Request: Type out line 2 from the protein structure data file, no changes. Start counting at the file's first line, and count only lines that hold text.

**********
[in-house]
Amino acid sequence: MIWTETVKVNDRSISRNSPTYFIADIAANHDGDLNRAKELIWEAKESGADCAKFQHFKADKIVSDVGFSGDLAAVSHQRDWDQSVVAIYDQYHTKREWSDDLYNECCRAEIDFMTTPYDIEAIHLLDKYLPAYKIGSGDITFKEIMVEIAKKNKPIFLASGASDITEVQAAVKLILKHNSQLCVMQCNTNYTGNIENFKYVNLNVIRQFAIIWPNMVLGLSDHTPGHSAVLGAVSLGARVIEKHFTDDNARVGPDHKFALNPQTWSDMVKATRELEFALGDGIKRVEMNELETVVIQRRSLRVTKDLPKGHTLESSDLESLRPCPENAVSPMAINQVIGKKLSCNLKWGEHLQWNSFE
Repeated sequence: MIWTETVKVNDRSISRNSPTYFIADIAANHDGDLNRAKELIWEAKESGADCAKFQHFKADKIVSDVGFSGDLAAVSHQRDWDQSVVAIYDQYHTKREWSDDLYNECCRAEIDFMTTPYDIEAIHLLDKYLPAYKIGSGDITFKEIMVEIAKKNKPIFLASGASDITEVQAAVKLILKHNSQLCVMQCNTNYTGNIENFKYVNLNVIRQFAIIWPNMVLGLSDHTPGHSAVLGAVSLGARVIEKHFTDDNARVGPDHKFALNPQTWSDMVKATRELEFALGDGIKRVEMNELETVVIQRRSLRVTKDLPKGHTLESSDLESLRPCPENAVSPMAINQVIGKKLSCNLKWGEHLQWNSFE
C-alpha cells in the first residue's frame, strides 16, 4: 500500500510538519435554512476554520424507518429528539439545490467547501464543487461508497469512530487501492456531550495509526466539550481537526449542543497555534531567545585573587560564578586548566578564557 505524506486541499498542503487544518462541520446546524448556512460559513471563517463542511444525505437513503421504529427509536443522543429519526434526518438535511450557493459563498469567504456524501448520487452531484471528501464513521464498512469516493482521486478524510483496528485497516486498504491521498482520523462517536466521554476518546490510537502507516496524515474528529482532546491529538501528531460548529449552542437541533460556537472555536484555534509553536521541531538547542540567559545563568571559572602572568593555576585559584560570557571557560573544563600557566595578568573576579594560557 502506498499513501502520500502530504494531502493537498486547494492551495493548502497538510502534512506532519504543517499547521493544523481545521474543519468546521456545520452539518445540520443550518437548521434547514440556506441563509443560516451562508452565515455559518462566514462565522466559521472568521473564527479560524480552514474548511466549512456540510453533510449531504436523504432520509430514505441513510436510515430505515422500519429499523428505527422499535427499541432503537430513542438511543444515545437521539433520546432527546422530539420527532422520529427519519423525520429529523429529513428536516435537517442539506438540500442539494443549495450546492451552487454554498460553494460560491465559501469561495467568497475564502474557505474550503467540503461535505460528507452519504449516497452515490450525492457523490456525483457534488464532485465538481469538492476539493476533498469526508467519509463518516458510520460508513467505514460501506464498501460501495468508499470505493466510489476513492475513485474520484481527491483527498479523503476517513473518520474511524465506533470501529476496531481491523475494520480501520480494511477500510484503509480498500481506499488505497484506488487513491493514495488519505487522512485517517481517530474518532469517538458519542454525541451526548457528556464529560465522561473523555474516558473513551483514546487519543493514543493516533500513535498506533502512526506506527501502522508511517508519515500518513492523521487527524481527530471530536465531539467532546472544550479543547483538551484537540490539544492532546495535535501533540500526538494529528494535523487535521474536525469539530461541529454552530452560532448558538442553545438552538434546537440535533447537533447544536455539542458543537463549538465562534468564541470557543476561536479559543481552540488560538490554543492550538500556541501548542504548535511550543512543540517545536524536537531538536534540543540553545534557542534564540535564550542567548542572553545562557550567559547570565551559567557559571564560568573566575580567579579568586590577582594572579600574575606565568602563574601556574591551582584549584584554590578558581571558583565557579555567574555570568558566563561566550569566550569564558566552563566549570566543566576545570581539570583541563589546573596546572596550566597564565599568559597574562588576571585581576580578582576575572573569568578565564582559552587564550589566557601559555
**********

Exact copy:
Amino acid sequence: MIWTETVKVNDRSISRNSPTYFIADIAANHDGDLNRAKELIWEAKESGADCAKFQHFKADKIVSDVGFSGDLAAVSHQRDWDQSVVAIYDQYHTKREWSDDLYNECCRAEIDFMTTPYDIEAIHLLDKYLPAYKIGSGDITFKEIMVEIAKKNKPIFLASGASDITEVQAAVKLILKHNSQLCVMQCNTNYTGNIENFKYVNLNVIRQFAIIWPNMVLGLSDHTPGHSAVLGAVSLGARVIEKHFTDDNARVGPDHKFALNPQTWSDMVKATRELEFALGDGIKRVEMNELETVVIQRRSLRVTKDLPKGHTLESSDLESLRPCPENAVSPMAINQVIGKKLSCNLKWGEHLQWNSFE